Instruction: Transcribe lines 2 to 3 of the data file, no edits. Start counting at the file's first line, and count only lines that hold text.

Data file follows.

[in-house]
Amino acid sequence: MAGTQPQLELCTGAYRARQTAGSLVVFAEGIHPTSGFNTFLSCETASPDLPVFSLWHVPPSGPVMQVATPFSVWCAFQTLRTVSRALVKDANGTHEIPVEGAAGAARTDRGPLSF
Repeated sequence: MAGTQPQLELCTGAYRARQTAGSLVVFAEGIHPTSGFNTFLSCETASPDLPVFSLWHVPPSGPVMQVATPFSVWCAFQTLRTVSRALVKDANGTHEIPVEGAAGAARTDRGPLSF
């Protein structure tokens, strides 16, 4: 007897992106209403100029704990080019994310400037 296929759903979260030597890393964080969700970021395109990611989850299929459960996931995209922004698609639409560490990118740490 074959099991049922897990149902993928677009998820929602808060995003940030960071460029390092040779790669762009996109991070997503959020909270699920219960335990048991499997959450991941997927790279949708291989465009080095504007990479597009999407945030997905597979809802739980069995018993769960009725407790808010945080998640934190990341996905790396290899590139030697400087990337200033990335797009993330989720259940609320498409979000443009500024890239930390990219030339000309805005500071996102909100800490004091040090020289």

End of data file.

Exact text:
Amino acid sequence: MAGTQPQLELCTGAYRARQTAGSLVVFAEGIHPTSGFNTFLSCETASPDLPVFSLWHVPPSGPVMQVATPFSVWCAFQTLRTVSRALVKDANGTHEIPVEGAAGAARTDRGPLSF
Repeated sequence: MAGTQPQLELCTGAYRARQTAGSLVVFAEGIHPTSGFNTFLSCETASPDLPVFSLWHVPPSGPVMQVATPFSVWCAFQTLRTVSRALVKDANGTHEIPVEGAAGAARTDRGPLSF